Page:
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A Peek into Massage and Rehabilitation Therapy

By Marissa Brown, CVT

“Vet is going to be here soon. We have a cow with a DA,” my dad yelled up the steps to me. I was sitting in my room reading a book.  

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Marissa grew up on a dairy farm.

“I’m coming!” I replied as I quickly bookmarked my page and changed into my barn clothes.  It was exciting knowing the vet was coming. Of course, I would feel bad for the cow. Having a DA, or displaced abomasum, meant surgery. DA or “twisted stomach” in cows is when the abomasum (one of the compartments of the stomach) floats up out of place. However, I enjoyed watching the vet do his job and asking questions about what he was doing and about veterinary medicine in general. 

Growing up on my family’s dairy farm has given me an interest in ALL animals.  I want to know everything there is to know about every type of God’s creatures. I also love helping and caring for them. Even before starting veterinary technician school, I wanted to learn more about massage therapy. There is something interesting about how we can affect the body’s working just by touch and pressure. After starting classes to be certified in massage and rehabilitation therapy for animals, I quickly learned just how much massage can affect the body. I knew that we can help relax muscles with massage to help with tension. There is so much more to it than just that! Not only do we stimulate an animal’s brain with massage and rehab, we also affect the muscle we are touching, the muscles around the one we are working, the nerves around those muscles, the surrounding joints, and the fascia (a thin layer of tissue that wraps a bundle of muscle fibers together).

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Marissa treats a patient with therapeutic laser.

Different massage techniques have different effects on the body.  Effleurage, for example, is a technique using light pressure. It is like your warm up before working out. It helps with circulation. This can be followed by petrissage, which is a technique where more pressure is applied to reach deeper muscles.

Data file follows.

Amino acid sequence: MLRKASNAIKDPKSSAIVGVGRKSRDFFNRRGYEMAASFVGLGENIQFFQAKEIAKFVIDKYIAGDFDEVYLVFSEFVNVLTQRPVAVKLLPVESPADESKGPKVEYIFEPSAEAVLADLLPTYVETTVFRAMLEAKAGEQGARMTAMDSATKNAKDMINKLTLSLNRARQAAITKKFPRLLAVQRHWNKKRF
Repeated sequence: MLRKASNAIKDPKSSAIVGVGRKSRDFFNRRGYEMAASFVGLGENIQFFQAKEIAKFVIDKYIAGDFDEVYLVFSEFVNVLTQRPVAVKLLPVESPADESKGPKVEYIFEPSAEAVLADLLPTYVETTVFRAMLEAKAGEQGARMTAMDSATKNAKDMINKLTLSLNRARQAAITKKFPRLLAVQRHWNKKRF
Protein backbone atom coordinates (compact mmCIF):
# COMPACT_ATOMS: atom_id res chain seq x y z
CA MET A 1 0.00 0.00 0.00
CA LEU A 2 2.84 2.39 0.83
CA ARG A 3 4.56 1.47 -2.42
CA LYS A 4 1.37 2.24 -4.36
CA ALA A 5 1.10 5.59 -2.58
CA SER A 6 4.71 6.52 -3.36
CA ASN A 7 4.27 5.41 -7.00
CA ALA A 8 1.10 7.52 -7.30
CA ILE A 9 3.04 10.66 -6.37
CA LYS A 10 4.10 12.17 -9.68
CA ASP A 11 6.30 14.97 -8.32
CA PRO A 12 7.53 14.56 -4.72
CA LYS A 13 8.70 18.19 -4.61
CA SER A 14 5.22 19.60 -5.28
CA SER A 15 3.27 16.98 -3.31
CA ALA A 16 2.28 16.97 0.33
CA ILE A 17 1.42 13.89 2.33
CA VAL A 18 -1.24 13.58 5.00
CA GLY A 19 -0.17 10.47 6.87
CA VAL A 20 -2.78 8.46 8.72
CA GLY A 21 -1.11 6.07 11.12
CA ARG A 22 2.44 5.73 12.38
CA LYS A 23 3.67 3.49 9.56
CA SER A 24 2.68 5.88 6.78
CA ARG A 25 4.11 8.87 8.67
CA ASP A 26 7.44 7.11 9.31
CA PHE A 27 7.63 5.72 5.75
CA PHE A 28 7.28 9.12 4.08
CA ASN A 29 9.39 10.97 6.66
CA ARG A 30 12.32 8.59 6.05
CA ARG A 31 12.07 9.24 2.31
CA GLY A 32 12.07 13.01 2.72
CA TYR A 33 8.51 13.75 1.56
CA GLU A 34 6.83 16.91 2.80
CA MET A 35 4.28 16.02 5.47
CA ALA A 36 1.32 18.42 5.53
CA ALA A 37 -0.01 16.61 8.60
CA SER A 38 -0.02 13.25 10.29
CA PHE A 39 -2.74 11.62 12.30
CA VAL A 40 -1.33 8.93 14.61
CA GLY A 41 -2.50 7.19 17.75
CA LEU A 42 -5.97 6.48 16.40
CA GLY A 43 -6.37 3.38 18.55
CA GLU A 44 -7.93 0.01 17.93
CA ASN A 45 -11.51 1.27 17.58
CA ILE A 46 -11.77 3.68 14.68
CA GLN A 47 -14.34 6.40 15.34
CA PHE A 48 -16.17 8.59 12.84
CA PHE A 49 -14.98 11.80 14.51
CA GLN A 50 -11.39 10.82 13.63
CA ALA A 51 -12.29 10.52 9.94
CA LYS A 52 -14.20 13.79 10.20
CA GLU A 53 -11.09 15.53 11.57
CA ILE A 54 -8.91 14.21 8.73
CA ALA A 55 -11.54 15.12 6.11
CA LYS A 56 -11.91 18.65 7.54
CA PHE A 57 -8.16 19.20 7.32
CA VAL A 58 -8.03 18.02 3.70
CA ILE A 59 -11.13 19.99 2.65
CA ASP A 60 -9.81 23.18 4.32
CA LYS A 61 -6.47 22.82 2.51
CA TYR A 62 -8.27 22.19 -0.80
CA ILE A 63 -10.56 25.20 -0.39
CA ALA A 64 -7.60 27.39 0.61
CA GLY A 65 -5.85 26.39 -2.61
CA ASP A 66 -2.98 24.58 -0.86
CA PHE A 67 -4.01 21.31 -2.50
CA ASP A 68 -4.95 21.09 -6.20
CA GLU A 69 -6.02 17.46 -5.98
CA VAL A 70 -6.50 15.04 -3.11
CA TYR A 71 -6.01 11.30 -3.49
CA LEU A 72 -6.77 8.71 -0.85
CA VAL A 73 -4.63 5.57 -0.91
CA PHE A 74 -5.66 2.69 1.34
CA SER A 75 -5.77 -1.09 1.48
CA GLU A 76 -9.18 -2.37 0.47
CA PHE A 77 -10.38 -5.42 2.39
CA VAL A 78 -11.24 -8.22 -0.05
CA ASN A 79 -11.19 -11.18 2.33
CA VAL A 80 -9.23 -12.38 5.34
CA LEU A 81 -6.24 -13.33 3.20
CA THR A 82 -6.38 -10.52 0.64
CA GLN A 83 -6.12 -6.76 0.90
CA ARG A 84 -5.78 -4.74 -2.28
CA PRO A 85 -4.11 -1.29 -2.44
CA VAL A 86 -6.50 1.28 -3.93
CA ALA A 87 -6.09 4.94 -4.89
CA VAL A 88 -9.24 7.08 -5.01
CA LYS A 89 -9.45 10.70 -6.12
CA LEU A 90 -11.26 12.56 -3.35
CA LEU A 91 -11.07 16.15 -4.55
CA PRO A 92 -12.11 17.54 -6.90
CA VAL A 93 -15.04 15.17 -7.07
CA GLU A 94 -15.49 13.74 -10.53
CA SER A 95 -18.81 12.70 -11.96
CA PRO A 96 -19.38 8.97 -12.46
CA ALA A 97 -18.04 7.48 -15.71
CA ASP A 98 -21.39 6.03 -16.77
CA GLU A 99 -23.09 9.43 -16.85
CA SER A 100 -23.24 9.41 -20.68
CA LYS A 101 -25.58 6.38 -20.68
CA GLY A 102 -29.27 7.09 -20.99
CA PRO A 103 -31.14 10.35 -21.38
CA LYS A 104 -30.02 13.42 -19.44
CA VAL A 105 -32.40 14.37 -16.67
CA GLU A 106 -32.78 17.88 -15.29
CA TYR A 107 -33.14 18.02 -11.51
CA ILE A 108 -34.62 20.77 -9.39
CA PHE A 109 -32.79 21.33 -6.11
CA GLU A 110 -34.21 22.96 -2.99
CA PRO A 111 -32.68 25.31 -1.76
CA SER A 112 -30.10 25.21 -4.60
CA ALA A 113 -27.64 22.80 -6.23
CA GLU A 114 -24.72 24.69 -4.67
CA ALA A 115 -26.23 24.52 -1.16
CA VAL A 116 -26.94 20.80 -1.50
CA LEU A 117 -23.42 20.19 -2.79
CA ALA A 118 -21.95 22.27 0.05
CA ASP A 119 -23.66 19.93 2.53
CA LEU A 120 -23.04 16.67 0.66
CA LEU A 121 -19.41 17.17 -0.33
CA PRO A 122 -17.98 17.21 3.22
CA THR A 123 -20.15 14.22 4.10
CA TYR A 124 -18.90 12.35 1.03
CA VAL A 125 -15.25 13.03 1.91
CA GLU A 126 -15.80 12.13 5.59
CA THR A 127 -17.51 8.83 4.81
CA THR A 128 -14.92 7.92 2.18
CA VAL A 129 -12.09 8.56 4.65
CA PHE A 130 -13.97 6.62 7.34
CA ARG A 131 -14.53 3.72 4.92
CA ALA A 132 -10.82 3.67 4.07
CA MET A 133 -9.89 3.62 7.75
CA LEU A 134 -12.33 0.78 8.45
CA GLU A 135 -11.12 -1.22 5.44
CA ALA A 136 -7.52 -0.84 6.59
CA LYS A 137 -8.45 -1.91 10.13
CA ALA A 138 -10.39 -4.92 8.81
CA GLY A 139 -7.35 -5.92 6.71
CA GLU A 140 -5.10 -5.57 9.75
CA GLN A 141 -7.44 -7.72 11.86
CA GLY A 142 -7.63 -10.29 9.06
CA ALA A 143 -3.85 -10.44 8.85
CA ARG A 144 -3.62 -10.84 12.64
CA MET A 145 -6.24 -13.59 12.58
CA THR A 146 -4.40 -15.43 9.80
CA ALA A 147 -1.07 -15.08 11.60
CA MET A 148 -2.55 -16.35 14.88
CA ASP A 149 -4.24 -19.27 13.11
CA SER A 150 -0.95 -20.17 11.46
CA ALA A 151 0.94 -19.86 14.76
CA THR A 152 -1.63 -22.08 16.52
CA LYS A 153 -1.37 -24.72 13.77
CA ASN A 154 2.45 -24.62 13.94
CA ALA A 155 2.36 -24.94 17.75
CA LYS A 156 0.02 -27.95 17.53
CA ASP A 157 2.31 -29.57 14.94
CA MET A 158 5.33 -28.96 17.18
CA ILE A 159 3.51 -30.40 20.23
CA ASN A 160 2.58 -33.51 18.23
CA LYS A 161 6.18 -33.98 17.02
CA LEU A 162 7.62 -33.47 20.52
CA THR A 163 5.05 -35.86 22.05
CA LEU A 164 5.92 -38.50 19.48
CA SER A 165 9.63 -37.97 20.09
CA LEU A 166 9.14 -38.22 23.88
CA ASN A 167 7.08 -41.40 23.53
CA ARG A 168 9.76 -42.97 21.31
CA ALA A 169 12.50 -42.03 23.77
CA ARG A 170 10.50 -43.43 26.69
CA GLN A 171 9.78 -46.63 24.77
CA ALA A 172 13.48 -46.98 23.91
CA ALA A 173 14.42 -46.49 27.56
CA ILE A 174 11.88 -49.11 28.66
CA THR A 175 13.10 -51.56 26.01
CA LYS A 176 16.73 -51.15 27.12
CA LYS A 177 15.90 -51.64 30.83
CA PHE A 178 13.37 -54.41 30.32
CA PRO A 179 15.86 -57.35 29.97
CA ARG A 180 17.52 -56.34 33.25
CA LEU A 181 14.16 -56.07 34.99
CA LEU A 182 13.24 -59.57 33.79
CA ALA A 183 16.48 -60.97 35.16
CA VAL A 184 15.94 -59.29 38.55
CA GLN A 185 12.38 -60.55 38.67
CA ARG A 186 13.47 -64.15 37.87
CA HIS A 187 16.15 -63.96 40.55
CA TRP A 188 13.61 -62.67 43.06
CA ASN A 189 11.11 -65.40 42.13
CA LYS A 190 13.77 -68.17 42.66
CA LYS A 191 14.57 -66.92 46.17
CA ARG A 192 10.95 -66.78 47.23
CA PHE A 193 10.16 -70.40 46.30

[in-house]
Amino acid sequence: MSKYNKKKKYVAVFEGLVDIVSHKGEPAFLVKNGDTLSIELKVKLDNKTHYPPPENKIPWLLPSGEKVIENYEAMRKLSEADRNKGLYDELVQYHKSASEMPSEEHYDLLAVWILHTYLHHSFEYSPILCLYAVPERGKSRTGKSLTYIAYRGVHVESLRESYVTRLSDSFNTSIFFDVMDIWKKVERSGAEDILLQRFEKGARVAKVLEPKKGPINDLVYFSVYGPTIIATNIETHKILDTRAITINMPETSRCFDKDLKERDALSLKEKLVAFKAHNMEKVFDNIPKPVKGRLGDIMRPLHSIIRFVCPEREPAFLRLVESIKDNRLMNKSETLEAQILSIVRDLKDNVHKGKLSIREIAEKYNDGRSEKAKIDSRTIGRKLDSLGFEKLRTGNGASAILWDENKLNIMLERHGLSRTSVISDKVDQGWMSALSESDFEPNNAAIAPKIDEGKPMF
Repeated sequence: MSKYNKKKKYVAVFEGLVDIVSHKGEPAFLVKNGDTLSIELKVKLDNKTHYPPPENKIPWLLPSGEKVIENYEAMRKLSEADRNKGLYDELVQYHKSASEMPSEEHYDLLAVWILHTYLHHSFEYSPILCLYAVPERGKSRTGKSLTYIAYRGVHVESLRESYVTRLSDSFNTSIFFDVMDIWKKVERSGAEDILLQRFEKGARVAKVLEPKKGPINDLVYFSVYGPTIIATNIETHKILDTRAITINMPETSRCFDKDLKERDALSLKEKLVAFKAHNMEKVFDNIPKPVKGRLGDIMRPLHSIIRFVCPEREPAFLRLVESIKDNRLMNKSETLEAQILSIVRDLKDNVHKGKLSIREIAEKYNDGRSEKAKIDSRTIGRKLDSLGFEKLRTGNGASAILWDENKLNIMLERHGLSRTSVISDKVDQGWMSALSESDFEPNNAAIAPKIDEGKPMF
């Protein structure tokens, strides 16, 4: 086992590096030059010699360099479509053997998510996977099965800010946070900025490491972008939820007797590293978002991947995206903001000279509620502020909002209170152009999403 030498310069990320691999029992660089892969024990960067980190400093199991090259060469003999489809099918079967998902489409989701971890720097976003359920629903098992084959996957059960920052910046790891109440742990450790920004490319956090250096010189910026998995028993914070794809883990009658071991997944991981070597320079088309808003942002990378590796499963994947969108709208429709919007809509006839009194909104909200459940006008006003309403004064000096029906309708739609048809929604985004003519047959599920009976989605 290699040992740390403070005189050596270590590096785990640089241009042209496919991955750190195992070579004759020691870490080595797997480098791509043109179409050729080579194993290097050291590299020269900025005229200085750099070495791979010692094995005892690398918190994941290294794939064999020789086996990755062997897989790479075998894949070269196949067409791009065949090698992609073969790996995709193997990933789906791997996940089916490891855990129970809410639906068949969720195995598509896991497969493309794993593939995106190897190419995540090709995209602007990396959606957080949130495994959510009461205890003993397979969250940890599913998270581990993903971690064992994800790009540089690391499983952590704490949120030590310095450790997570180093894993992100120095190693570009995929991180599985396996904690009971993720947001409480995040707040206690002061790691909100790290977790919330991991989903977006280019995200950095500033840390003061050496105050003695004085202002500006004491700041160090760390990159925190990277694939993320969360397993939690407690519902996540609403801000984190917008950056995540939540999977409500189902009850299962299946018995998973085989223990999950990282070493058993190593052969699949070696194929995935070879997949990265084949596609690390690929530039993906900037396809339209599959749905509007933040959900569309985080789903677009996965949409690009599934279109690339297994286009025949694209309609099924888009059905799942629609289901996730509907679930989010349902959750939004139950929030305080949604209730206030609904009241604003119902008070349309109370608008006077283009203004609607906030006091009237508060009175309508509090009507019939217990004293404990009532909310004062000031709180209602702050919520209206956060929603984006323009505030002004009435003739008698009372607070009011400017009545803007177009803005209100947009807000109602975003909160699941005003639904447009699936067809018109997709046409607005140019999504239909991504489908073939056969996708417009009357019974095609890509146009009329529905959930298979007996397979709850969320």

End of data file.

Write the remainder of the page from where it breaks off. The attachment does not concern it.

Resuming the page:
By using different therapeutic exercises, we can target specific muscles that need addressing.  Other tools in our tool belt include therapeutic laser, therapeutic ultrasound, Assisi Loops, heat therapy, cryotherapy, and water treadmills to name a few.

Soon after being certified in December 2021, I had the pleasure of rehabilitating two dogs. My first patient was a 15-year-old hound mix. We will call her Abby. During the winter, she had slipped outside and injured herself. Her owner brought her in to the clinic using a towel around Abby’s waist because she could not support herself or walk on her own. Abby was also wearing a diaper for urinary and stool incontinence. Dr. Kim Everson and I assessed her and got to work developing a specialized rehabilitation plan specifically for Abby. She was prescribed a therapeutic laser therapy protocol for chronic cases (treatments three times the first week, twice the second, then once the third week). After the laser treatments I performed massage on Abby.  Between laser treatment appointments, Abby’s owner was assigned therapeutic exercises to do at home. By the end of the first week, Abby was walking with less assistance! By the end of the second week, she was walking without any assistance and she was no longer using the diaper. Unfortunately, Abby was euthanized due to having unrelated cancer a few weeks after we started her rehab.